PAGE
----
Testing the Killer 2100 Gaming Network card is going to be a mixture of Synthetic and real world testing today. We need to analyse performance under controlled conditions and once we figure out what the card is doing then we will put it to the test in a variety of real world, gaming and networking tests.
Firstly, we need to discuss Latency V Throughput. Latency is commonly refered to as ‘Lag’. This is a measurement of delay for a network packet or series of packets. Latency is a good measure of the real speed of your network or Internet connection – low numbers indicate fast networking.
Throughput is different, because this is a measure of bandwidth, basically how much data can be delivered to its destination. This is often the system by which consumer Internet connections are classified and priced.
It is important to understand that Latency does not measure Throughput. 30Mbps might seem like its a service ‘speed’ but in actuality its explaining what bandwidth is available to a connection. Standard networking devices are designed to maximise throughput. They are not however designed or optimised to lower latency for online games.
When you play a game online you might think its using 8mbit of your bandwidth, but in reality you will often find its hovering around 25-100kbps. Sometimes if you are playing a game and you notice lagging, its not that your connection isn’t handling massive amounts of data its that the packet delays are causing lag and therefore game responsiveness.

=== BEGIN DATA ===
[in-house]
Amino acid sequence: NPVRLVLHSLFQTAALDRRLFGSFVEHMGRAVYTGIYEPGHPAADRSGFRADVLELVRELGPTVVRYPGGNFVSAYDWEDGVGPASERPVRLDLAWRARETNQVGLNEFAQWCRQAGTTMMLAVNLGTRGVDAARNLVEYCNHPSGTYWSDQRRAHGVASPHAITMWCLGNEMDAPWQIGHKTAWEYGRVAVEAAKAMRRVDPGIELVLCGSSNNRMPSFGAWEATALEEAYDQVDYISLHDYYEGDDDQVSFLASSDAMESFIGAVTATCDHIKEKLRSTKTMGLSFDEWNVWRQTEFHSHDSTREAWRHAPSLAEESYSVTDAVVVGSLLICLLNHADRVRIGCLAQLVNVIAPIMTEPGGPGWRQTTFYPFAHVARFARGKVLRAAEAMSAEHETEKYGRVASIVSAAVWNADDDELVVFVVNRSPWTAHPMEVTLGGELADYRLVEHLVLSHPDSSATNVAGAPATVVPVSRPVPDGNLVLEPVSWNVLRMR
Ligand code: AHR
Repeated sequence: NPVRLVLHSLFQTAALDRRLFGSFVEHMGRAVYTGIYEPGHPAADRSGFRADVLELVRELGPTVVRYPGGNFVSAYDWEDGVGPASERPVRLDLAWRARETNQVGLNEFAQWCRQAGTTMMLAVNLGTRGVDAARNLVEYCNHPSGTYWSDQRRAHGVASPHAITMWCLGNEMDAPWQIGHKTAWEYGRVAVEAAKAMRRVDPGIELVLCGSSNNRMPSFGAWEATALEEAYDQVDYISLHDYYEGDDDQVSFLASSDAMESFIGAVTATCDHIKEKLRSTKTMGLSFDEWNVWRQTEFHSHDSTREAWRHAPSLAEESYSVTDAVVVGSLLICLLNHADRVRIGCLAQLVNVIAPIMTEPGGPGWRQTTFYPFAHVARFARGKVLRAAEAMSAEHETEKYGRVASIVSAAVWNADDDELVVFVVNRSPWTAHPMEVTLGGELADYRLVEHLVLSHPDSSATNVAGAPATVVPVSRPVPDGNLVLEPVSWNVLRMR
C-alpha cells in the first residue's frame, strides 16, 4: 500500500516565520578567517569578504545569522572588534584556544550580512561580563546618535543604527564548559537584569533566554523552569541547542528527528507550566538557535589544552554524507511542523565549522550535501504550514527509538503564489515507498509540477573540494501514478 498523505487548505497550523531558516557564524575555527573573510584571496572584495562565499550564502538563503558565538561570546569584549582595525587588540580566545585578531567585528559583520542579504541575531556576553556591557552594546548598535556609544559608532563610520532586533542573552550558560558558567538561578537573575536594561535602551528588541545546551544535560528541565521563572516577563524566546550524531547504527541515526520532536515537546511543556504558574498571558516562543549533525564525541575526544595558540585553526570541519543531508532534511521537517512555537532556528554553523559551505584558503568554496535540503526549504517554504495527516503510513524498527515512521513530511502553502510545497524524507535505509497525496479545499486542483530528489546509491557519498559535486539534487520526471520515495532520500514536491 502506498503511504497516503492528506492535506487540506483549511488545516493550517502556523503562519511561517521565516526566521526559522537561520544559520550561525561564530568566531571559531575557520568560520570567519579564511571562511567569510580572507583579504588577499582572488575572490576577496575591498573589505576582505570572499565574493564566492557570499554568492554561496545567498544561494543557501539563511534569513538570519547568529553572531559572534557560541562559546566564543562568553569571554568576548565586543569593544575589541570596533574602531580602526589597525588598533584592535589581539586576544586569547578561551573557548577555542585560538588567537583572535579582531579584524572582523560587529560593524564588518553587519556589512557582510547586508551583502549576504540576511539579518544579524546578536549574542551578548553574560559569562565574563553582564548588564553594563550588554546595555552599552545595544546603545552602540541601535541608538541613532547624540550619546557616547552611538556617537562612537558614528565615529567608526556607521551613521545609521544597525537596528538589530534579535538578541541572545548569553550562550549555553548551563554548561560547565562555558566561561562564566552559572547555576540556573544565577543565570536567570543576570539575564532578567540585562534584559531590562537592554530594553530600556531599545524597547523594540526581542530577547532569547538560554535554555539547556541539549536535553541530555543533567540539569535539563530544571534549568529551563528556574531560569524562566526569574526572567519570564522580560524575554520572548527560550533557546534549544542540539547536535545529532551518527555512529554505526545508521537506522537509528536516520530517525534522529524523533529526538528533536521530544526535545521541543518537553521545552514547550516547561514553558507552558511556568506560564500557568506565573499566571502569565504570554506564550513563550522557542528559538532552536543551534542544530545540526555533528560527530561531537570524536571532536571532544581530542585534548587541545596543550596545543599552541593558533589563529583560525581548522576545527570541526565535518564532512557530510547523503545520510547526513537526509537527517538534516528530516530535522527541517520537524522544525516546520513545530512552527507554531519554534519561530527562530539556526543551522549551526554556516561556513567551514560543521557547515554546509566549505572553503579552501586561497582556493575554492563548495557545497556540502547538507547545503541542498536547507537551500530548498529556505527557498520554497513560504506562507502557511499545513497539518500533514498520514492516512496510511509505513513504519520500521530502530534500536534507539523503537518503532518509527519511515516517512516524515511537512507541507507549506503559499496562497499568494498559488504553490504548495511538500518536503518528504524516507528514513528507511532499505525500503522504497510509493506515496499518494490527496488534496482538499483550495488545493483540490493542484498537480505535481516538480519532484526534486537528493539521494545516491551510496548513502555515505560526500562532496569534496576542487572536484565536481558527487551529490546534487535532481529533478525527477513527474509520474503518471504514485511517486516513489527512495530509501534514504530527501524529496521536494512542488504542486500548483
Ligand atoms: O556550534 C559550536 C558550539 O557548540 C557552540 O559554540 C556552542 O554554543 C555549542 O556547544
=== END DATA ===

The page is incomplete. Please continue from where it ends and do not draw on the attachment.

The Game Networking DNA Technology that is utilised in the Killer 2100 Gaming Network card is tuned to reduce latency, therefore optimising the gaming connection you experience when online. Subsequently it would make sense that with this technology you could experience smoother game play while the machine is multitasking in the background.
Installing the card is a straightforward enough process, you insert a CD and install the driver – interestingly before driver installation Windows 7 reports the product as a PowerPC based product.
When the driver installs it goes through a somewhat long drawn out procedure.
Everyone of those little blocks above takes 5 seconds to fill, it is best going to get a cup of tea and a biscuit while this completes, just be careful not to fall over the power cable on the way out, or you can more than likely kiss goodbye to your new gaming card purchase.
It then checks the speed of your connection, it didn’t get our upload speed correct however, but you can easily adjust the settings.
With testing in mind we configured our testbed PC outlined on the previous page and set up a server PC with two further cards in it, another Killer 2100 and an onboard Intel gigabit solution. The server PC was a 980X based system with 6GB of Corsair DDR3 and an Intel 160GB in it, running Windows 7 Ultimate 64bit.
High quality Cat 5E and Cat 6 cables are used throughout the home network.